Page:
Socialist legal theorists claimed they introduced a new paradigm of (criminal) law. To verify or  falsify this claim, the article is searching for specificities of socialist criminal law. Out of numerous  East-European countries, Czechoslovakia was taken as an example here. There, the new regime in  1948 had already simplified the entire criminal justice system. Other major changes, still  influencing the legal system in Slovakia (a descendant of Czechoslovakia) nowadays, include the  introduction of: lay judges, protective measures as new forms of sanctions, material understanding (dangerousness) of the criminal offense, and the increased role of public prosecution. On the other hand, since the 1960s, the formalistic approach to (criminal) law was adopted in Czechoslovakia, becoming a characteristic feature of criminal law in the whole Eastern Bloc, just  like in Western Europe. Therefore, it seems that despite some minor differences between socialist and capitalist criminal law, these do not actually represent contradictory paradigms of criminal law. Should any paradigm shift in its proper (Kuhnian/Foucaultian) meaning be seen in  the socialist countries, rather a more general paradigm shift might be proposed: the socialist  society could namely be seen as a potential precursor to a post-modern “control society” (replacing the previous “disciplinary society”), due to the omnipresent control by Communist Party structures.

69-92 1084

In the Russian Empire, family law did not constitute an independent area of law and was a part of  civil law. Family relations were handled by the church. Divorces were hard to get and disapproved  of by the church and society. The status of illegitimate children was disfavored; they were not  allowed to have the birth status of their mothers or her last name, to inherit the property of the  mother and her relatives, nor were their mothers and relatives allowed to inherit from them.  Illegitimate children had no right to the father’s financial support or property and could not inherit  from him. The Bolsheviks addressed the issue of family law immediately after coming to power in  1917. Their main goal was to repeal pre-revolutionary regulations and to discontinue the Russian Orthodox Church’s leading role in handling marriages and divorces. The first efforts undertaken by the Bolsheviks in the realm of family law were remarkably progressive, namely simplification of the procedures of marriage and divorce, providing women  with many rights that were non-existent before October of 1917, elimination of the concept of  illegitimacy, and granting the children of unmarried couples rights equal to those of children of  officially married parents. In 1920, Soviet Russia became the first state to legalize abortions. Sadly, most positive developments of the early Bolshevik years disappeared in the 1930s–1940s.  Family law followed the general pattern of escalation of repression and strengthening of regulations.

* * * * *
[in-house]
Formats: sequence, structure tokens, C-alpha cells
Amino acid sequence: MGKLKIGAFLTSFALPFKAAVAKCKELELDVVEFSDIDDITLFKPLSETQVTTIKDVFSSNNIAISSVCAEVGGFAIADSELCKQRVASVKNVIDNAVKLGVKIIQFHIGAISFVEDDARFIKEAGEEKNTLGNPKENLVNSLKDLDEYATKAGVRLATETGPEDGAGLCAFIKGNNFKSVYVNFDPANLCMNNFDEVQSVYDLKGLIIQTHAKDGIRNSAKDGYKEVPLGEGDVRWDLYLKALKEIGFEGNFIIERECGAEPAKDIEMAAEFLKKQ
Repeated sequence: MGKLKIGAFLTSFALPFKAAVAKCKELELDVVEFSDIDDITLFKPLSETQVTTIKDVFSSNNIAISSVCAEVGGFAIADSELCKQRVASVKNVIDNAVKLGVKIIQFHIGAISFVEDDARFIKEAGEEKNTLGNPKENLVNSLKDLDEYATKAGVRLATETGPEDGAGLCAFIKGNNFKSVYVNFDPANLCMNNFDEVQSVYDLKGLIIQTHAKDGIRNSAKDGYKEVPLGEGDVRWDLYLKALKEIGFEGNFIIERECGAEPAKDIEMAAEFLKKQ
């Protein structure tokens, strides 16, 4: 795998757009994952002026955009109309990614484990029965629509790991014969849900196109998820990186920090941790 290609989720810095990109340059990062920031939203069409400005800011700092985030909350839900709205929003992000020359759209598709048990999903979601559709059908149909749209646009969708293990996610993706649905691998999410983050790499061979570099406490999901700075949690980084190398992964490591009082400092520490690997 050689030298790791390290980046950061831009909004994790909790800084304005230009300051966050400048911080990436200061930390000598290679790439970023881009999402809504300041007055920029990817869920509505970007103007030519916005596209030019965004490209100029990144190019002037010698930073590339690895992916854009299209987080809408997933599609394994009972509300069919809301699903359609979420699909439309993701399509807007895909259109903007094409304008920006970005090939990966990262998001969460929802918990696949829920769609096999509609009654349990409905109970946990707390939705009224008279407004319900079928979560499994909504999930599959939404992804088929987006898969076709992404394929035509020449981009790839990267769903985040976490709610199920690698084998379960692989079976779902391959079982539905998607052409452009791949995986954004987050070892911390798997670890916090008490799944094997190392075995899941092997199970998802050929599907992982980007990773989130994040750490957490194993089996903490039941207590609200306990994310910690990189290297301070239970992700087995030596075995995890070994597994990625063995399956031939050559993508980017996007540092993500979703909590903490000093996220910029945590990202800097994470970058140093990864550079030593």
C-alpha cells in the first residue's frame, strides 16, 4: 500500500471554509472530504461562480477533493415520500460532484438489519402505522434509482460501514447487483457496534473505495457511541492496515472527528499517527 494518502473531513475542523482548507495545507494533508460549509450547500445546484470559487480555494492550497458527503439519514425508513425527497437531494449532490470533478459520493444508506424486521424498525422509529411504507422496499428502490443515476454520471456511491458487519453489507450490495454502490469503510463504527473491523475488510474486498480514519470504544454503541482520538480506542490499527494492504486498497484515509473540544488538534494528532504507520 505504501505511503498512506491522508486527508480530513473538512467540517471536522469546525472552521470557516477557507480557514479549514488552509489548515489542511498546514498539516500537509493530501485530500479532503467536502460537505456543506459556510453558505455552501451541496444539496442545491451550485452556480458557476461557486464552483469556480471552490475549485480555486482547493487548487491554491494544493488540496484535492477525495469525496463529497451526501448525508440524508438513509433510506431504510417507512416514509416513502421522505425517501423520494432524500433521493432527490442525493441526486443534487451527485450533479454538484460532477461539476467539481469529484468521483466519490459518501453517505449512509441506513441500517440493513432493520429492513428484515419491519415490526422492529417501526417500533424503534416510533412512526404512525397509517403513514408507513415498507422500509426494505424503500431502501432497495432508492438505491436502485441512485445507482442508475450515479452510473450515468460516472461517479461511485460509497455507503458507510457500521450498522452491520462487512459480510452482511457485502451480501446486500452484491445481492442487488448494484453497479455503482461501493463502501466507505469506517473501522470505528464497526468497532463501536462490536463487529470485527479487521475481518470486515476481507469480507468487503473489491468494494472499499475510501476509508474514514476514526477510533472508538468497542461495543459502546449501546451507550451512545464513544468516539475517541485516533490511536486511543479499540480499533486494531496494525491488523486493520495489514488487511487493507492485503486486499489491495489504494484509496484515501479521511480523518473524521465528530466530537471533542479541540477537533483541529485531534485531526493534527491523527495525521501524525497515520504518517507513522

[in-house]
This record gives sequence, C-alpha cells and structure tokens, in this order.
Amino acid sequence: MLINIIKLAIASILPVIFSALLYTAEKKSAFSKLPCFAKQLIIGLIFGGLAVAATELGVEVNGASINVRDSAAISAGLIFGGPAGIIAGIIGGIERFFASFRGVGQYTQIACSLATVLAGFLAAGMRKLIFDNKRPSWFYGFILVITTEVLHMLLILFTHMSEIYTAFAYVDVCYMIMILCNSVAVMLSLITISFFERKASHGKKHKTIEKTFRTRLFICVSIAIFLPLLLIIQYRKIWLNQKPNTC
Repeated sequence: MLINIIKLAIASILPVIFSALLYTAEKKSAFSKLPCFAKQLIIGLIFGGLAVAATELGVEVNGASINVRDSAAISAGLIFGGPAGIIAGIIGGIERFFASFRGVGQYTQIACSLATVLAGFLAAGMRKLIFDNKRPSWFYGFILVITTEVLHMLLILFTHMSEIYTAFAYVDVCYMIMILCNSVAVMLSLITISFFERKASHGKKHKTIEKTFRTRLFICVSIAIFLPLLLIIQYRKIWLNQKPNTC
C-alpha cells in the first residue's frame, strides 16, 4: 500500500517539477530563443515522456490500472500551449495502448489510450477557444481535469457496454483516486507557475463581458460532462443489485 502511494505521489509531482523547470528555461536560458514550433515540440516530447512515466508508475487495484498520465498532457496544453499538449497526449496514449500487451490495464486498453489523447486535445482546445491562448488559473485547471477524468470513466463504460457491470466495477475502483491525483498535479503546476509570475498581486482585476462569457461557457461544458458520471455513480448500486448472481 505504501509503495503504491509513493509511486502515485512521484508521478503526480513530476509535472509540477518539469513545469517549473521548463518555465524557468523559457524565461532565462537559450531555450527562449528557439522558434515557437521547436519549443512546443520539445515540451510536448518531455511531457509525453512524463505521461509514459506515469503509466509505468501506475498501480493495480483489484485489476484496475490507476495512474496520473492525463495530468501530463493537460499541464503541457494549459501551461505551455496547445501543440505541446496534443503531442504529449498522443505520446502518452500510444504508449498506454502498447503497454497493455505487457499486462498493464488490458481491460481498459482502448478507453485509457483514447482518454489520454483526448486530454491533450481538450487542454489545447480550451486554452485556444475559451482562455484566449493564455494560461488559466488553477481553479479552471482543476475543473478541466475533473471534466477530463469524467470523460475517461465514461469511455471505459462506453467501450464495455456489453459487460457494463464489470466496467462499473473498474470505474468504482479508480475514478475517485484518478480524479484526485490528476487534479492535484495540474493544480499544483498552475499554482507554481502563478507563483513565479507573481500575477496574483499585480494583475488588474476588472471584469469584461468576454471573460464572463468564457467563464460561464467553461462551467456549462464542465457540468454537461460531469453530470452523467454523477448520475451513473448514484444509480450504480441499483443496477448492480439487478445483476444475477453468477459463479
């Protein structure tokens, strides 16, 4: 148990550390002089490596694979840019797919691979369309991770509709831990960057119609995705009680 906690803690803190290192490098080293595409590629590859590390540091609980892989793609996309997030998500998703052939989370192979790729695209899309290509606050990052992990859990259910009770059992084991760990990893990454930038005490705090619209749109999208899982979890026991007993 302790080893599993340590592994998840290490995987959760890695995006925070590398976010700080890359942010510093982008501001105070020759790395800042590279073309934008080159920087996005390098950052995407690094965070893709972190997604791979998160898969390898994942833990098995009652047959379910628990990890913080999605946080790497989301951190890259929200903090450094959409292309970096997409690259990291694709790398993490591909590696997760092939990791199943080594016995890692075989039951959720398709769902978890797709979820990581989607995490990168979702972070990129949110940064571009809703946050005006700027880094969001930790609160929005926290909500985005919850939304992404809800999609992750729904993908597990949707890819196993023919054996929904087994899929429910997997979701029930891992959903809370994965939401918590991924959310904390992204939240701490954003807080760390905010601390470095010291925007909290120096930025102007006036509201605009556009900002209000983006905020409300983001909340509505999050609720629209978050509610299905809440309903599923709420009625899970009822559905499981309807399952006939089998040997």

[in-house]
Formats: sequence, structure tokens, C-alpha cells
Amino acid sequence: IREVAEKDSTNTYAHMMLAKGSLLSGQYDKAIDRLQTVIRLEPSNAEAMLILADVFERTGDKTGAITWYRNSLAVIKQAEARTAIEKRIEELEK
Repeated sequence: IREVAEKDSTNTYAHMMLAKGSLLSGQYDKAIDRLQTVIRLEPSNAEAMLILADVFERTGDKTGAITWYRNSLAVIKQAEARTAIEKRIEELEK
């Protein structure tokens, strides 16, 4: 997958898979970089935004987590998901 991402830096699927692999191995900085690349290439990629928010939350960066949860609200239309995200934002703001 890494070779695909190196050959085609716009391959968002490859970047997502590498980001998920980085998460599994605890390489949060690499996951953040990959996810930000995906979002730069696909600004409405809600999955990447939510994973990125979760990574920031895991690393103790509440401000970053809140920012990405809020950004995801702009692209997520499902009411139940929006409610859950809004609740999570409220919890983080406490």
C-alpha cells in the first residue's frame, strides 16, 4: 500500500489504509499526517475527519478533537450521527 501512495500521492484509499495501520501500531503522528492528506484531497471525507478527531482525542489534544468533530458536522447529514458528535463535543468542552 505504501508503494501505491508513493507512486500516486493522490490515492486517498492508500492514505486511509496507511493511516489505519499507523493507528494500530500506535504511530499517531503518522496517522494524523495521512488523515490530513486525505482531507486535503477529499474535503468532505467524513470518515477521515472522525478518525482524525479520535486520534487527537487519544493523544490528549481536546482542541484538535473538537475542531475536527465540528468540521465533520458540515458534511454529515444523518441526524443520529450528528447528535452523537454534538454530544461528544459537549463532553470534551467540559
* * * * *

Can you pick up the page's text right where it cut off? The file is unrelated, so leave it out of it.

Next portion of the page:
93-107 755

The aim of this paper is to show how the Marxist conception of ownership was introduced in Poland  after World War II, and how it was then removed. The paper shows also to what extent the regulations introduced in Poland were different from the ones in force in the Soviet Union. In particular, the provisions of the Constitution of the Polish People’s Republic of 1952 and the Civil Code of 1964 are  elucidated. The author points out that contemporary Polish courts sometimes question the legal  meaning of some civil-law institutions from the period of 1944–1989.

108-128 841

The article aims to describe the dynamics and characteristics of Russian law throughout 1905–1917  Revolutions. It considers how Russian law survived through the gradual breakdown of the autocratic  state. The resilience studies’ approach is introduced to the study of the continuity of the Russian legal  tradition. A fresh outlook of the resilience framework allows to answer the main research questions:  how did the legal system of the Russian empire lose its equilibrium in the beginning of the 20th  century and what resources were exploited in order to make Russian law work for the Soviet state and people?